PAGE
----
Mean while the newly over-eighteens no longer have to pay the higher rates charged at the corner shop and can simply nip into Tescos or the Coop (etc) and buy gallons of cheap drink.

While all that's happening, folk my age (although not necessarily me) are sitting in the house, utterly alienated from their local pub because they can't smoke in it/can't hear themselves think or speak/don't want to listen to football at 100000db's and a duke box at the same time or don't want stabbed on the way home, we're sitting drinking wine out of a box (which is a dangerous endeavour since you can't tell how much you've had until you end up in blithering heap by the fridge, not that I'd know about that you understand...) Anyway, we're slowly but steadily turning our liver into a lump of coal.

Does anyone know if it will apply to drinks sold in pubs and clubs? Not that it would make a difference, as someone has already said, making something a bit more expensive doesn't mean people will stop doing it, especially if its an addictive something.

One thing I would do is crack down on anti-social behaviour, bring back drunk tanks and start morning after fines. With all the CCTV cameras in operation, the evidence, should it be needed, wouldn't be hard to find.

No CCTV camera's near my fridge mind...

RMcGeddon said...

pa..it will effect all alcohol sales. But like you say pub prices are safely above the 50p per unit price anyway.
I can see why they went for 50p rather than 40p a unit. A scan of the shelves at my shop shows that cider is now about £4.45 for 10.5 units so wouldn't be affected by the 40p per unit. Only a 55p rise per bottle. All that loss in support for the SNP for such a paltry outcome. Plus the expensive court cases coming up as it's illegal under EU law.
But once you start taxing things the only way is up.
Quality brands won't want to be priced the same as the bottom of the market so will increase their prices to maintain the differential and prestige.

Ivan D said...
This comment has been removed by the author.
Ivan D said...

“We found that a 50p minimum price would lead to an overall reduction in consumption of 5.5%. So harmful drinkers' consumption would fall by more than 10%, whereas moderate drinkers would see their consumption fall by just 2.5%.”

Anybody who actually believes that this theoretical drivel from the Sheffield group will translate into reality is unfit to govern anything. A rudimentary analysis of the WHO comparative data for Europe shows that there are no simple links between price and consumption or harm.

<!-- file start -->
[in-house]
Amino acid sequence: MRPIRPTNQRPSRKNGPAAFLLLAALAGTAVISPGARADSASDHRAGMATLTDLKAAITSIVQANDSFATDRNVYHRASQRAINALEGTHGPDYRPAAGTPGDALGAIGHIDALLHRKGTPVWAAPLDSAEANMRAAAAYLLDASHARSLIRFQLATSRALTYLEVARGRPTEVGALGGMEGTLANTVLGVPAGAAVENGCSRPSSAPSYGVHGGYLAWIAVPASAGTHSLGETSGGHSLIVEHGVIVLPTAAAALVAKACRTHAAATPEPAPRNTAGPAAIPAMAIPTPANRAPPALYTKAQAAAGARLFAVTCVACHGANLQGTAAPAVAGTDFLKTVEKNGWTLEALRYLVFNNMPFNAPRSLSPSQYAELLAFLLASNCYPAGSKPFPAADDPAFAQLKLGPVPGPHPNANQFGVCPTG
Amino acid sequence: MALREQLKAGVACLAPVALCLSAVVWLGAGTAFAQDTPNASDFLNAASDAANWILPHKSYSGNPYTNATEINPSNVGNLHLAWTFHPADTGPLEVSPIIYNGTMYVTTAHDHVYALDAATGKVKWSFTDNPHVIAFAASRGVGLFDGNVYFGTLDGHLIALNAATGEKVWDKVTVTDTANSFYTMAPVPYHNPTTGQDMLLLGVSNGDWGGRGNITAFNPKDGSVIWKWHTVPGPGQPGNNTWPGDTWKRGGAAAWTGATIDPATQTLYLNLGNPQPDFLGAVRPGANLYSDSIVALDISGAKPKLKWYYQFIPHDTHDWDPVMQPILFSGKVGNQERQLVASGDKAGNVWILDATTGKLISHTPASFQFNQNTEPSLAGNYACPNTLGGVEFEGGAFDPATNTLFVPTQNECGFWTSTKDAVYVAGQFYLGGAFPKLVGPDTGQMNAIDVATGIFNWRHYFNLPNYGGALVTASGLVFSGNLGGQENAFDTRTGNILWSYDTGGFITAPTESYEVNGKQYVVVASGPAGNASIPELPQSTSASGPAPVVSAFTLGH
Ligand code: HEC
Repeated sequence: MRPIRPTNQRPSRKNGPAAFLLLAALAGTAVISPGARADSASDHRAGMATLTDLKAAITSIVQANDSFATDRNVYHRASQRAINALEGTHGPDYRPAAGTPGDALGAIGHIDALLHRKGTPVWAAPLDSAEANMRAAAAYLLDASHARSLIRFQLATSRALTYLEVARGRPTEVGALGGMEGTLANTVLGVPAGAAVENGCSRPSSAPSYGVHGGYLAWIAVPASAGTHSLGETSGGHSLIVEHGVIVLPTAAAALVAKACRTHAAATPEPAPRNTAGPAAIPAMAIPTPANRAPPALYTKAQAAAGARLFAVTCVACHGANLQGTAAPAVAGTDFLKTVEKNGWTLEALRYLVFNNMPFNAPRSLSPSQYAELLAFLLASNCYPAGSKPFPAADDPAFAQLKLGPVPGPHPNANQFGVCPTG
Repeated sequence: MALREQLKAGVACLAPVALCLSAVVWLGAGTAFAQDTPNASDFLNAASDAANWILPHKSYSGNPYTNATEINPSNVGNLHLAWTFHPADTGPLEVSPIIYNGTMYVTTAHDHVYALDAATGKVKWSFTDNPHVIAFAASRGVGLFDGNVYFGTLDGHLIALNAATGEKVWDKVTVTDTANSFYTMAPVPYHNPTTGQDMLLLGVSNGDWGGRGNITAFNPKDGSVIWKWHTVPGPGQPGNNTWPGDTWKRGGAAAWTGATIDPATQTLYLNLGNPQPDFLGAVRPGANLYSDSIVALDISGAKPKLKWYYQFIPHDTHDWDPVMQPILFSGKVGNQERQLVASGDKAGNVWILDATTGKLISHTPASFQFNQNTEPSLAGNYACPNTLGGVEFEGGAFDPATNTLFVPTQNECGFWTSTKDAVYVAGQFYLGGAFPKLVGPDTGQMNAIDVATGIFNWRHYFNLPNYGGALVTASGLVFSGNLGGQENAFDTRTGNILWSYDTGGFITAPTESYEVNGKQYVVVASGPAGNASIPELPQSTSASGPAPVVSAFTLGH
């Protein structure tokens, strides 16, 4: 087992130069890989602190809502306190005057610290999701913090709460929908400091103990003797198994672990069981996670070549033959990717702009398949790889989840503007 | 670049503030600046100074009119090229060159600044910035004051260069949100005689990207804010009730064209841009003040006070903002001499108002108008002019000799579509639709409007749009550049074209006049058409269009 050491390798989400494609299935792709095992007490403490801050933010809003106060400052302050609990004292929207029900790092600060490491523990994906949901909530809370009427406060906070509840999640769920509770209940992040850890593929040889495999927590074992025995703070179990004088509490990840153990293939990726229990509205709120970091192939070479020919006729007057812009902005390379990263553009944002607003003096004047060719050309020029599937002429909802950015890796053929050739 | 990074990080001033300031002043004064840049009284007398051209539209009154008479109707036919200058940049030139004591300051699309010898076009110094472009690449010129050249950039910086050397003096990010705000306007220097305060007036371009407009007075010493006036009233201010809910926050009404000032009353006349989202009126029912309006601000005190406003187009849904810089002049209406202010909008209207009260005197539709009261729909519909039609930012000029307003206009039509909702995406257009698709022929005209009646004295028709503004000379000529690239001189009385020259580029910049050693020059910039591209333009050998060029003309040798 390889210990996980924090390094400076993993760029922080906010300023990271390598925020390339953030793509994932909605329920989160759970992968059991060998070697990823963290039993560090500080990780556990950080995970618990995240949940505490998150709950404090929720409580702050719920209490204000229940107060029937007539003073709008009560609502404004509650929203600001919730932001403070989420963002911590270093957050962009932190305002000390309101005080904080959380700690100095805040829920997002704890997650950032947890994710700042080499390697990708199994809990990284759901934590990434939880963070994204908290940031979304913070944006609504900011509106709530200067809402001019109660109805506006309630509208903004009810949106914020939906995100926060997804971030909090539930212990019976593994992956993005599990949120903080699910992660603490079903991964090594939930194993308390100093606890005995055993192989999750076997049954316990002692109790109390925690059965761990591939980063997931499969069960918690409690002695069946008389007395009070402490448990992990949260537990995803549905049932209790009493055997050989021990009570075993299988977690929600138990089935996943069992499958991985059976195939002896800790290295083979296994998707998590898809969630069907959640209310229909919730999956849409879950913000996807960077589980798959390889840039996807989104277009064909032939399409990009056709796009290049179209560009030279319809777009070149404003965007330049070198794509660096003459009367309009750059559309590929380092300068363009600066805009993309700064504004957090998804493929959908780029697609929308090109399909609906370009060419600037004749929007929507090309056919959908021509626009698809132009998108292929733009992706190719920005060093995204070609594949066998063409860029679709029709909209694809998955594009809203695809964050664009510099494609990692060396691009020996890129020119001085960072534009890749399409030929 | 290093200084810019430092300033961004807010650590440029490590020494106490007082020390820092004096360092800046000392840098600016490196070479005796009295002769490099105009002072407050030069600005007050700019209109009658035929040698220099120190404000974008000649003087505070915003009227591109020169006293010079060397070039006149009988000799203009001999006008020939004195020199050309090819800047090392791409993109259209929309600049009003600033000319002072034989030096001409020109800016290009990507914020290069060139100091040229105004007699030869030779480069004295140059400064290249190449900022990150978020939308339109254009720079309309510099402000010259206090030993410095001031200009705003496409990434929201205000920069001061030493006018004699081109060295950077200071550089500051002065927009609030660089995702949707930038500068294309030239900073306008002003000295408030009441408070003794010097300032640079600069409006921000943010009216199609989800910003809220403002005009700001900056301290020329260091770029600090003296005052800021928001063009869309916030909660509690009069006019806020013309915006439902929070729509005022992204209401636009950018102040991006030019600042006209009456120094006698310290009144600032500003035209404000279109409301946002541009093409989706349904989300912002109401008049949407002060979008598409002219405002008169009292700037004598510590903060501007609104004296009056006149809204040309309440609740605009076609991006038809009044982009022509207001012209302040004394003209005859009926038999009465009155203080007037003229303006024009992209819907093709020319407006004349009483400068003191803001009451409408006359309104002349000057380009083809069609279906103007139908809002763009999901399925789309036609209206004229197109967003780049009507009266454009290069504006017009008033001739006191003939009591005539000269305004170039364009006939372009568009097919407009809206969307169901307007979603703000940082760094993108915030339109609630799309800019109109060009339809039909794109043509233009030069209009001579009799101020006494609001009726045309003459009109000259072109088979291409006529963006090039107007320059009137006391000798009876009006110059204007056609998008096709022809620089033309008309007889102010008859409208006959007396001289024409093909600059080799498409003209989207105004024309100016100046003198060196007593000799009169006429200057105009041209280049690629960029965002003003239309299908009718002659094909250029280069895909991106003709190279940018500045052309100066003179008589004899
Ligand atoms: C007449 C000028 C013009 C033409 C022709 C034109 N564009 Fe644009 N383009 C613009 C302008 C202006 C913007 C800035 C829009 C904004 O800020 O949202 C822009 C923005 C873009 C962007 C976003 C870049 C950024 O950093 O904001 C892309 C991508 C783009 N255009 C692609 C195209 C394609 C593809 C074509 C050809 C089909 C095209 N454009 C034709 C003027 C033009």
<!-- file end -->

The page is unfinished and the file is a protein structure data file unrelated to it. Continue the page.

Minimum pricing is yet another example of gesture politics championed by people who want to look big by offering “big policies for big problems”. They are as you point out not big policies, the public have been misled over their potential efficacy and the problem has been both exaggerated and deliberately badly analysed.

What really notched up my blood pressure was Sturgeon spouting misleading “facts” about alcohol affordability, consumption and hospital admissions. What she said is simply dishonest by any objective measure.

Education, example and enforcement of existing laws are better solutions. Unfortunately, long term progressive measures like those are too slow for grandstanding politicians so instead we get a regressive tax on the poor , increased probability of a black market in dangerous illicit alcohol and the prospect of designer drugs becoming the substances of choice for rebellious teenagers.

Still, I suppose that doesn’t matter provided that the politicians look “big” and are seen to be doing something. They will of course fix the stats to make this ivory tower idiocy look like a success in the same way that they rigged the hospital admissions statistics to give weight to their arguments. The sheer relentless dishonesty of public health politics is enough to drive a person to drink.

pa_broon74 said...


I'm beginning to think its a bit of a shit idea to be honest.

I mean, I suppose its worth a try, I suppose... I don't think the SNP will lose support, folk will forget soon enough.

I think there's really only one demographic it might have a positive effect on, that being the passive (as in unlikely to commit criminal offences) single person on a low income with no dependants and with substantial alcohol problems. The just won't be able to buy as much.

That's a pretty thin slice of society.

This is one of the things I dislike about SNP policy, they're far to quick legislate, usually on the back of hysterical news paper headlines, that kind of thing will see them loose support.

As long as it doesn't detract from support for independence, which is a different argument.

Sackerson said...